Vegan3's thread on remote viewing where everyone can see it

Veda

Well-known member
A random potpourri of Items on Ingo Swann.




Ingo Swann, who was member of Scientology for some years, as a comfortably distant "public," sometimes made paintings of outer space. Sometimes featured were grid lines, that provided perspective to the supposed viewer of the depicted scene. In actual practice, so the idea goes, the grid lines also "kept space," which is, after all, an illusion, "stretched out."

This may have been a touch or reality, contrasting to the unrealistic accounts of such experiences, that appeared in Advance! Magazine, some of which were fabrications by PR people.

Did any of Ingo's Outer Space paintings reflect his alleged experiences while out of the body?




Here's Ingo Swann featured in Advance! magazine during the mid 1970s. Ingo was a natural psychic as a child, and lost his psychic sensitivities and abilities as an adult - IIRC, the low point being while he was stationed in Korea with the military during the 1950s.

He credited the Lower Grades with giving him a sense of inner calm that resulted in his already existing natural abilities returning. After resigning from Scientology Inc., in the early 1980s, he described the OT levels as "disappointing."

Some Scientologists like to hold up Ingo Swann as proof that Scientology "makes OTs," but Ingo Swann explored/did lots of New Age/Self Improvement systems, the last, that I know of, being Avatar, after quitting Scientology.

Hubbard knew of Ingo Swann, and, in 1973, was, reportedly, asked why Scientology did not use OTs in its spying activities. Hubbard's reaction to the inquiry can be found in the confidential 1973 issue, titled Intelligence, Its Role.

In short, Hubbard ridiculed the idea.

Did this show that Hubbard did not have a high regard for Scientology OTs? In other words, he really didn't believe in his OT tech the way Scientologist assumed he did.

Before the existence of the popular internet, I read thousands of pages of confidential Scientology cloak & dagger internal communications (most not on the Internet), and orders and instructions from Hubbard. There was never any discussion of using OTs.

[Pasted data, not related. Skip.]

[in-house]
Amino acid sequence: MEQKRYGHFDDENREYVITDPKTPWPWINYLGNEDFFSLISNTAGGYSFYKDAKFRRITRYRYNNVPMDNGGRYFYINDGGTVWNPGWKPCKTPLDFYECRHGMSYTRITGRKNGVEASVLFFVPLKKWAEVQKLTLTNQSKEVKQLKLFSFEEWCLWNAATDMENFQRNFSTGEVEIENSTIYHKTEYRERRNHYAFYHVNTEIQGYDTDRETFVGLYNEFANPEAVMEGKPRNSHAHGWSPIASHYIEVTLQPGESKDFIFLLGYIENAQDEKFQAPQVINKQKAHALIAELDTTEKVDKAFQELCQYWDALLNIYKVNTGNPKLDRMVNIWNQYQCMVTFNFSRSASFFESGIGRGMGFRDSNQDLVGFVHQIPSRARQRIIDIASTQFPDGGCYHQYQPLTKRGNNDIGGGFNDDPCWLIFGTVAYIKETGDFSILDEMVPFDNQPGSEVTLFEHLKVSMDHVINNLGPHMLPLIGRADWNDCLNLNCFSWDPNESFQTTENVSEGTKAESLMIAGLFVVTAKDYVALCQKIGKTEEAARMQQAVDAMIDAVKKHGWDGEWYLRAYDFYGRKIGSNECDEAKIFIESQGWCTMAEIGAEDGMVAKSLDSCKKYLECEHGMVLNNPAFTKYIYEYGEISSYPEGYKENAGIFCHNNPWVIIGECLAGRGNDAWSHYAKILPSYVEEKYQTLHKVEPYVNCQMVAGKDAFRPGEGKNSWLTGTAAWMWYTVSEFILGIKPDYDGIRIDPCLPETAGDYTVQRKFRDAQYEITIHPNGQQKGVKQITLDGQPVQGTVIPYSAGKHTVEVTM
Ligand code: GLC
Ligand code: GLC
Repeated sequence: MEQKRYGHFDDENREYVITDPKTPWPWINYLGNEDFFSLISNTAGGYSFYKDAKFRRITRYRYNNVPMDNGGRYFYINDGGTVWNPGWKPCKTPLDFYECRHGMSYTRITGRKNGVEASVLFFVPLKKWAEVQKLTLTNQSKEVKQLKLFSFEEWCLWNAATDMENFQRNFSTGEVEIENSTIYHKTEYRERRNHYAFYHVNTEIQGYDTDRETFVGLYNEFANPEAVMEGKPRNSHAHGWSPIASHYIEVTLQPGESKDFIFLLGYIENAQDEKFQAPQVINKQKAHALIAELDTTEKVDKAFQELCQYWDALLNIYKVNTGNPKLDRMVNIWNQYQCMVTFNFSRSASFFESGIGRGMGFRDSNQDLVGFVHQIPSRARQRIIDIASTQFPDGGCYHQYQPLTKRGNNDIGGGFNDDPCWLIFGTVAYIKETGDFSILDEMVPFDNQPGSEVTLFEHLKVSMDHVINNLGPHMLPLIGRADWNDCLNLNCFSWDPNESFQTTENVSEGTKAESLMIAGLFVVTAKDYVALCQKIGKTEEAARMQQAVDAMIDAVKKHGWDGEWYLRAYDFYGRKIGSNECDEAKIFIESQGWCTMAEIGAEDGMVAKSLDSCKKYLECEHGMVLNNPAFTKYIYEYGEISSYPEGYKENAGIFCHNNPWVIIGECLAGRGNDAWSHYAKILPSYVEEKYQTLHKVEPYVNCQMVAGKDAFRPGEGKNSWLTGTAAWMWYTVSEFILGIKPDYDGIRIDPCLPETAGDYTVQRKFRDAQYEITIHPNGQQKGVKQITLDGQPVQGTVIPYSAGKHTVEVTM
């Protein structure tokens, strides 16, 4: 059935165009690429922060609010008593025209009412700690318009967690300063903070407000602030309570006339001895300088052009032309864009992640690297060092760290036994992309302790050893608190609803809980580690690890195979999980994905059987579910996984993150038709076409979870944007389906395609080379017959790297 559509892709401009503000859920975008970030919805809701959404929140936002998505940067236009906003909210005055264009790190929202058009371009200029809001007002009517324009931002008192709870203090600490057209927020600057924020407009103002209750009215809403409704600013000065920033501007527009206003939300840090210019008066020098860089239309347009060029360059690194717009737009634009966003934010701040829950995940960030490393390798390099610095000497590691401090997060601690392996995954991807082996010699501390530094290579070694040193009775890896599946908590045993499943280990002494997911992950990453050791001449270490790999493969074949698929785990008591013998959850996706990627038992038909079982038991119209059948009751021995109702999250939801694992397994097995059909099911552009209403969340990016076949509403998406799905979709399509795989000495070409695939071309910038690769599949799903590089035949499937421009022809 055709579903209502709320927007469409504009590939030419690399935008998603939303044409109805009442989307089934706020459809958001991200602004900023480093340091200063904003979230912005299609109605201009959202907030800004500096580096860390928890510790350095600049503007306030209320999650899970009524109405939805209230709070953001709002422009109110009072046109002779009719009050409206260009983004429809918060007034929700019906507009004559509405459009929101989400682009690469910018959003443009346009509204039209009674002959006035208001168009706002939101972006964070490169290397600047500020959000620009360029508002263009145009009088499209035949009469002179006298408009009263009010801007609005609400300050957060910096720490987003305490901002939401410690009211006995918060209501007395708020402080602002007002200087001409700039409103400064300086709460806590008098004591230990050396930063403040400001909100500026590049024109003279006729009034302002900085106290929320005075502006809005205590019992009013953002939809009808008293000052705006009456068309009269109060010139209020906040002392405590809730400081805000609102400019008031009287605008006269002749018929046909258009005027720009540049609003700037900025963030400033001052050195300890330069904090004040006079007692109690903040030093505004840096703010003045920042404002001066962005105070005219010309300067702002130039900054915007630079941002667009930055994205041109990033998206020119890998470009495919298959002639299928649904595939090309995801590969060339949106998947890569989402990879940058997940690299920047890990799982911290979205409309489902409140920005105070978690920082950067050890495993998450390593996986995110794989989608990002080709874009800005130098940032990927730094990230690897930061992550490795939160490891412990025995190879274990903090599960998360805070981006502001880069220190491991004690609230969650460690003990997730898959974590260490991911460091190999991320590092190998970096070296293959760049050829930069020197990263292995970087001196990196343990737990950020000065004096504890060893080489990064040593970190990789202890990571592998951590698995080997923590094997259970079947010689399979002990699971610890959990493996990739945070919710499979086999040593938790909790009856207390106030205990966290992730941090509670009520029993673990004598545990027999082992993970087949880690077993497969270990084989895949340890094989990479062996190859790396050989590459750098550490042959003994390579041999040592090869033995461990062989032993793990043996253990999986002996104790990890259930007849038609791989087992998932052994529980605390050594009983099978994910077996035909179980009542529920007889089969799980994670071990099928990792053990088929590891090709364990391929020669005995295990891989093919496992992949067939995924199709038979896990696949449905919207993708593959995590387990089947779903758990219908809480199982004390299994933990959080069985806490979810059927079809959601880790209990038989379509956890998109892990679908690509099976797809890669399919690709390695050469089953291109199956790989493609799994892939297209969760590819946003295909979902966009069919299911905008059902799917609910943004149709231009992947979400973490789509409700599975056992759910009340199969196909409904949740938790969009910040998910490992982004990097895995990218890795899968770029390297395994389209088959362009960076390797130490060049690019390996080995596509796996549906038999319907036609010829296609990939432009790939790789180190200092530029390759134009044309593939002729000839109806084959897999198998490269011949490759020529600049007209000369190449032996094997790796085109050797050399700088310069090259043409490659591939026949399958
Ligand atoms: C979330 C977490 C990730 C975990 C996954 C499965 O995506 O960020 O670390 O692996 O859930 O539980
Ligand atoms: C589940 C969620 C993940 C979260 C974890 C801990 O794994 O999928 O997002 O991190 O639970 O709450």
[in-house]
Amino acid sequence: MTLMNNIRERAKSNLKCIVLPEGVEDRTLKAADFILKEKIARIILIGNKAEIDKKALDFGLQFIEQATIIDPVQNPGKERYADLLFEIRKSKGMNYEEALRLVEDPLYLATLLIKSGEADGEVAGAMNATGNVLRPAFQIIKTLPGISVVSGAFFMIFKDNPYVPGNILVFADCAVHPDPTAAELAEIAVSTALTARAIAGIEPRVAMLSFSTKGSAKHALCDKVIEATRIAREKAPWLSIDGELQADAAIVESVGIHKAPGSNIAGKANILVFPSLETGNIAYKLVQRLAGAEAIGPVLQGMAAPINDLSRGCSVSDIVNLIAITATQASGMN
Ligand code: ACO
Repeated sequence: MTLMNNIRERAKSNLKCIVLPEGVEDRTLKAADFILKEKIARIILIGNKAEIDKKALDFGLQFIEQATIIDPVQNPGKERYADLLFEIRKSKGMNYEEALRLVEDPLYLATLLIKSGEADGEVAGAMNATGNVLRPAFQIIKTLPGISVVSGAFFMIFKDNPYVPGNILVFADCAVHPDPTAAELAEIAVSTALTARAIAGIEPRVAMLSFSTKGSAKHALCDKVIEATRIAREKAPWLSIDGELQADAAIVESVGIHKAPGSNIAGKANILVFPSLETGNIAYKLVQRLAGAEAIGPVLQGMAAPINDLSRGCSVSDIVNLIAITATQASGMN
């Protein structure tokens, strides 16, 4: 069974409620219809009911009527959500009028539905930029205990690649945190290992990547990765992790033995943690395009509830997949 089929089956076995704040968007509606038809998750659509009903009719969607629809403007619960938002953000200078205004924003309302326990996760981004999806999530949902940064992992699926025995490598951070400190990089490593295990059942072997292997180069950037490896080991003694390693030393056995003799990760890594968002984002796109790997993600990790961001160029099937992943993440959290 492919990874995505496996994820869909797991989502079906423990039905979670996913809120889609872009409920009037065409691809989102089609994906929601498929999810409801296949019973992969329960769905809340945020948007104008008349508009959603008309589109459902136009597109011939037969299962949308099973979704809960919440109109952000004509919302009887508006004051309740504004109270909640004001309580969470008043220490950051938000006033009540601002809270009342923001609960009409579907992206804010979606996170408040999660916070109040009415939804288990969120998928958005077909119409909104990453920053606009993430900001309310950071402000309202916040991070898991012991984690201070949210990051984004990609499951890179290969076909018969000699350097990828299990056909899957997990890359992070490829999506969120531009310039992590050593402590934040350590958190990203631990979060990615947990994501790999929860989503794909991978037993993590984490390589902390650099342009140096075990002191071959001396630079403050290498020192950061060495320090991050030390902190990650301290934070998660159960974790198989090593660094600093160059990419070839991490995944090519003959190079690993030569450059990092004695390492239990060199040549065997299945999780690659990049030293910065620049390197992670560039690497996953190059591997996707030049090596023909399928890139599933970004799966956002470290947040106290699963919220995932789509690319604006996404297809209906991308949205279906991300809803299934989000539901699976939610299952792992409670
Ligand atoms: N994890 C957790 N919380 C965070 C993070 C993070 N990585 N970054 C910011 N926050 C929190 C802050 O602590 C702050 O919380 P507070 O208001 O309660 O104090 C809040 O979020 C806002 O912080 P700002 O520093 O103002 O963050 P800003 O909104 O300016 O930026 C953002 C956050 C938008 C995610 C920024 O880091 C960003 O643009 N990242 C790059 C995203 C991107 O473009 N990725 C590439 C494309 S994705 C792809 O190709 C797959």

Link to Quote from the book Mind Race published in 1984


Years ago, by accident, on a car radio, I once heard Ingo debate James Randi (the debunker of psychics, faith healers, etc.), and it was a very friendly encounter. Randi liked Ingo.

Years later, Randi described his experience of Hubbard during the late 1940s.
The first 60% of the video is a Scientologist trying to convert Randi.
The last 40% is a non-Scientologist asking Randi about Hubbard.


One of Ingo's favorite items of Hubbard's writing was a thin black booklet titled, if I recall correctly, Control and mechanics of 8-C. It was about "good (effortless) control" and not having (mental) "ridges." It was one of several things that Hubbard's editor, John Sanborn, had liked, and had showcased, just as he had liked parts of the Phoenix Lectures and showcased that in the (now out of print) book titled the Phoenix Lectures.

The outlook expressed in this thin black booklet was 180 degrees in opposition to the prevailing reality in Scientology at the time which consisted of "effort," screaming, yelling, being "unreasonable," being "ruthless," but Ingo, being Ingo, floated above it all. (It also helped that he, as an artist, etc. was a semi-celebrity.)

Sanborn was publishing what he regarded as (in his words) the (1950s) "peak brilliance" of Hubbard's work, even though Hubbard had, by then, recreated himself as the "Commodore," and created Xenu and the Sea Org - and the staff at the Advanced Org in Los Angeles were dressing up as "whole track implanters" to "re-stimulate" the "wogs" just enough to make them compliant to Scientology body routers, recruiters, and registrars, and get them on the "Bridge to Total Freedom."



Once, years ago, when I and Ingo were talking, someone interrupted and asked if he was a Scientologist, and he answered "yes." Ingo was not pleased to have been asked that question. He did not want to be known as a Scientologist outside of Scientology circles.

After quitting Scientology in '82/'83. Ingo, (from what I have heard) was briefly involved with David Mayo's Advanced Ability Center and, then, got into (ex Elmira, New York Mission Holder) Harry Palmer's Avatar. (Palmer became quite the cult leader, just as Franklin Jones, a.k.a. Bubba Free John, Adi Da, etc. etc., had also established his own cult. Link to Franklin Jones on Scientology.)

Ingo actually did Harry Palmer's Avatar program.

He had also participated in other Self Help and New Age subjects/movements prior to his involvement with Scientology.

He, from accounts, after leaving Scientology Inc., when he could speak freely, thought that doing the introductory portions of Scientology had undone the negative effects of his time in the military. Ingo stated that he had natural psychic sensitivities and abilities as a child, and had lost those sensitivities and abilities as a young adult during his time serving in the military in Korea.

He described Scientology's OT levels as "disappointing."

There has always been an uneasy, sometimes contentious, relationship between the starry eyed true believers who take seriously the window dressing (PR) portion of Scientology, and the hard nosed senior operatives, managers and executives.